Jim Hagerty's letter ("State is looking to gut pensions," Dec. 1) relates how the legislature is looking for $400 million in savings from "reform" of the state's pensions systems. Marylanders should know that the state has already reaped billions during the past decade from its failure to meet its funding obligations to active and retired employees and state teachers. Here's how that was done by the Glendenning, Ehrlich and O'Malley administrations with our General Assembly's budget wand:
In its 2001 report, the pension system's actuary stated that the pension systems were in the best condition ever, that "unfunded liabilities were extinguished" and the state's contribution rate was the lowest in 20 years. This came as a result of the state meeting its funding responsibility, investment results better than expected and a reform of the systems in 1980 that provided its retirees among the lowest pensions in the country. But in the waning years of the Glendenning administration, our leaders determined to stop the required funding amounts in a fashion not sanctioned by its actuaries called the "corridor" method. This is when the raiding of the pension systems' assets began.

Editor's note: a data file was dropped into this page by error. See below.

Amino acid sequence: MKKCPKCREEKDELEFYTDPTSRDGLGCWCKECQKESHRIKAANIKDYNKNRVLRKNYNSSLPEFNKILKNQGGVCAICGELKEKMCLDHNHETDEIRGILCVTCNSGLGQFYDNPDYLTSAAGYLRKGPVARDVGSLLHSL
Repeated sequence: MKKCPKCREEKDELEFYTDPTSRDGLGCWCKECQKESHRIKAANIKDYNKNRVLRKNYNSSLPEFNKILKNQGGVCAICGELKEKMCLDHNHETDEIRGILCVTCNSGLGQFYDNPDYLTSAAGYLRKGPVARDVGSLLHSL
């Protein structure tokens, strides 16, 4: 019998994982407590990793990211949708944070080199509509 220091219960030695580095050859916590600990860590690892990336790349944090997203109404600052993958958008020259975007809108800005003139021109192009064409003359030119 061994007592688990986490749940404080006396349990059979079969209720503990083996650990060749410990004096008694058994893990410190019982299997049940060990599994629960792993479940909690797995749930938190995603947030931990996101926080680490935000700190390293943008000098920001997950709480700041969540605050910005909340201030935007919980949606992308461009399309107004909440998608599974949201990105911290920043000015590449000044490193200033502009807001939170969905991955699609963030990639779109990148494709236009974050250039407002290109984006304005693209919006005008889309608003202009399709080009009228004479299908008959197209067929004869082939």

For the past decade, three administrations agreed, instead of paying for liabilities at annual levels recommended by the actuary, to fund the systems' liabilities annually at the 2000 level, and if the amount paid each year only covers 90 percent to 110 percent of the unfunded liabilities, the next year's state contribution would be adjusted to include only one-fifth of the shortage or overage added to the 2000 figure paid for the next year. With a series of economic losses during the past decade, added to by more liabilities resulting from again reforming the plans for a better benefit formula, the state now believes action must be taken to "repair" a structural deficit problem it has sold to its citizens.
Playing craps with funding its obligations and raising the stakes by increasing its liabilities with additional changes to the pension formulas, the state wants us to believe they are qualified to fix a structural problem they created irresponsibly with a funding trick citizens would like to use for their own mortgages.
Charles Herr, Perry Hall
The writer is a retired state worker.